The chance that your business is selected by the IRS for examination is slim. Regardless, it does happen and it’s important to be prepared. How does an IRS audit work? How long does it usually take? What are common red flags examiners look for? Find out now.
Common reasons businesses are selected for audits
- Their computer scoring model found the potential of unreported income high
- You are a large corporation who is audited annually
- Your returns have issues or transactions with other taxpayers selected for audit
- Your area is part of a local compliance project
Whatever the reason your business was chosen, here’s what you can expect during the audit process.
You’ll receive a letter from the Internal Revenue Service (IRS).
This letter will inform you that your business has been selected for an examination, more commonly referred to as an audit of your tax return. The letter should include:
- The entity being audited, and the year(s) involved
- A brief description of your rights and obligations
- A statement detailing the fact that you may have someone represent you during the process
Once you receive this letter, let your CPA know immediately and they can act as your representative.
Complete a Power of Attorney document.
Form 2848, or a Power of Attorney document, will establish your CPA as your audit representative. Once the IRS agent is aware who is representing you, they will send a list of items that they will review during the examination.
Schedule an initial meeting with the IRS agent.
Your CPA will help you gather the requested information and organize it for the auditor. Better organization means a faster overall process (Which is why we recommend using a tool like QuickBooks year-round). It will also make it simple for the auditor to review the most important items. The average length of the first meeting is one to two days.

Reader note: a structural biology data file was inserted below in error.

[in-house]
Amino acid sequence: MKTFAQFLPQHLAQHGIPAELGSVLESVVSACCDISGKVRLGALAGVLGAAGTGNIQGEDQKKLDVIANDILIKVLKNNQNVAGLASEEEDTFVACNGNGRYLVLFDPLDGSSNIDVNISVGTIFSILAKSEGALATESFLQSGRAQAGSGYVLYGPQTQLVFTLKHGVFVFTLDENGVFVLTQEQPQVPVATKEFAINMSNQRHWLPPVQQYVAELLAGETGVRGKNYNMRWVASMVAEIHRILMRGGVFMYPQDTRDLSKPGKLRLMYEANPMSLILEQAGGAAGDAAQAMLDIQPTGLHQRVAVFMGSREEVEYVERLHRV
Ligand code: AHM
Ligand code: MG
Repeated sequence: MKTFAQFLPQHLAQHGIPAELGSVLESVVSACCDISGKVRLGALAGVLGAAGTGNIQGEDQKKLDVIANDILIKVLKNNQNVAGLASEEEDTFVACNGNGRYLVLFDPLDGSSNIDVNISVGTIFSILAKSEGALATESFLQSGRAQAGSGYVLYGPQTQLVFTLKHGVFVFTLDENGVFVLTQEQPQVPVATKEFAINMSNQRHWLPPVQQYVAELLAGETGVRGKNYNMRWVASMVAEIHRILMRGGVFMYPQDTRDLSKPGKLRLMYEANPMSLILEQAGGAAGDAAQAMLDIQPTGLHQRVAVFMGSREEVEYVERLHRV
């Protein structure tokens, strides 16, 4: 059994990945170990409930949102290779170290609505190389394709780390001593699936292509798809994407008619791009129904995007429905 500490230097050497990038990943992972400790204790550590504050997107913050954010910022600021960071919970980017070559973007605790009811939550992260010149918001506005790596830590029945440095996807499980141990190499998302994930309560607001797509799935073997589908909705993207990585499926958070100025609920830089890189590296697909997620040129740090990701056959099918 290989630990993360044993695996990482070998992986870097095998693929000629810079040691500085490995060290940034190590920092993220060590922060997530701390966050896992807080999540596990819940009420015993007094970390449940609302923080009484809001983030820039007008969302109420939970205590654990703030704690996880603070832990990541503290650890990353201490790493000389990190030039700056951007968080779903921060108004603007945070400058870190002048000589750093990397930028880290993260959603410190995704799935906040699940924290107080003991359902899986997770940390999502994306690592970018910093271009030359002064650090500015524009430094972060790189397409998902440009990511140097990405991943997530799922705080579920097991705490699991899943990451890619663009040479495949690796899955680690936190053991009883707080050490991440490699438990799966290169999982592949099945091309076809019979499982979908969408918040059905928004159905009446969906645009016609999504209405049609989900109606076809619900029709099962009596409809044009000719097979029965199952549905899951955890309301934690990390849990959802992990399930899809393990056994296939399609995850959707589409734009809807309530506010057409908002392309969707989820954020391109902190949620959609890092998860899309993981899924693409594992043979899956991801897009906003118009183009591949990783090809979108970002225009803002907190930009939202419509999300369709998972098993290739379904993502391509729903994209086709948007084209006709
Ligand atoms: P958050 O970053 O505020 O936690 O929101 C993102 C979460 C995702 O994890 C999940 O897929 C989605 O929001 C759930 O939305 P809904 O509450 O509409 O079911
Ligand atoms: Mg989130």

Tip from the experts
Schedule the initial meeting at your CPA’s office. If the auditor requests access to additional information, your CPA can let them know that information wasn’t on the provided list and is not available at that time.
The auditor may request to ask questions or tour your business. Make sure your CPA is present to handle any accounting or business questions. Stay on point with your answers, give concise responses, and do not engage in small talk. You don’t want to give the IRS agent any reason to extend their examination.
Attend follow-up meetings and receive audit results.
After the initial meeting, the auditor will schedule a follow-up meeting around four to six weeks later. There may be subsequent meetings if needed. At the final meeting they will verbally tell you your results. The verbal notification is followed up with a written communication. If the auditor finds no errors, they will issue an audit report with no changes.
Two common audit traps
As long as all income is being reported, expenses being run through your business are legitimate, and you have a qualified CPA – you should never be worried about your audit results. That being said, there are two specific areas auditors love to examine.
- Meal and entertainment expenses
- Taking someone out to eat for a business-related meeting is deductible, but at a 50% limitation. Makes sure you are keeping receipts, writing down who you met, and what business was discussed.
- Vehicle expenses
- If you use your vehicle for both private and business use, you must keep a detailed mileage log. This could be a journal, your e-mail calendar, a notebook, or even an actual mileage log found at many office stores. The log will include the mileage and the purpose of the trip. Don’t include mileage from home to work. Commuting expenses are not deductible.